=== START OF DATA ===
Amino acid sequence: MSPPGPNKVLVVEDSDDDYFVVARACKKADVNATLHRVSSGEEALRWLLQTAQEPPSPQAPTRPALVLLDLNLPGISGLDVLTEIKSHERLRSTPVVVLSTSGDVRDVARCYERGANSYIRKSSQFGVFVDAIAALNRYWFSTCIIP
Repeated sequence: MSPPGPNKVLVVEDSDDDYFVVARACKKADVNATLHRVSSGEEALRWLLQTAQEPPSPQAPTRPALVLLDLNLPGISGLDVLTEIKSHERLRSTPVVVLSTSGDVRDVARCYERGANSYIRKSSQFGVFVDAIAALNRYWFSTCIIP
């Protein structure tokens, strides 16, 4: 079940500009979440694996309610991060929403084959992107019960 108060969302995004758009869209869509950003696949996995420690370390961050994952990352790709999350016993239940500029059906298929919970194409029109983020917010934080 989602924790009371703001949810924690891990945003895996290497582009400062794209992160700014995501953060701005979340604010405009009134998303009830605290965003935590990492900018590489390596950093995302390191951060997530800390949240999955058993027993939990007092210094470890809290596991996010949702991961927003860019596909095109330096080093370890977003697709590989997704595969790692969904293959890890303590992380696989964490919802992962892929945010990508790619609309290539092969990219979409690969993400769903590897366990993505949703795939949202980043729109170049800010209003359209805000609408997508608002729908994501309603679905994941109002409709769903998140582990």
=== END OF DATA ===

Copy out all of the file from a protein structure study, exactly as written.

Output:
Amino acid sequence: MSPPGPNKVLVVEDSDDDYFVVARACKKADVNATLHRVSSGEEALRWLLQTAQEPPSPQAPTRPALVLLDLNLPGISGLDVLTEIKSHERLRSTPVVVLSTSGDVRDVARCYERGANSYIRKSSQFGVFVDAIAALNRYWFSTCIIP
Repeated sequence: MSPPGPNKVLVVEDSDDDYFVVARACKKADVNATLHRVSSGEEALRWLLQTAQEPPSPQAPTRPALVLLDLNLPGISGLDVLTEIKSHERLRSTPVVVLSTSGDVRDVARCYERGANSYIRKSSQFGVFVDAIAALNRYWFSTCIIP
């Protein structure tokens, strides 16, 4: 079940500009979440694996309610991060929403084959992107019960 108060969302995004758009869209869509950003696949996995420690370390961050994952990352790709999350016993239940500029059906298929919970194409029109983020917010934080 989602924790009371703001949810924690891990945003895996290497582009400062794209992160700014995501953060701005979340604010405009009134998303009830605290965003935590990492900018590489390596950093995302390191951060997530800390949240999955058993027993939990007092210094470890809290596991996010949702991961927003860019596909095109330096080093370890977003697709590989997704595969790692969904293959890890303590992380696989964490919802992962892929945010990508790619609309290539092969990219979409690969993400769903590897366990993505949703795939949202980043729109170049800010209003359209805000609408997508608002729908994501309603679905994941109002409709769903998140582990």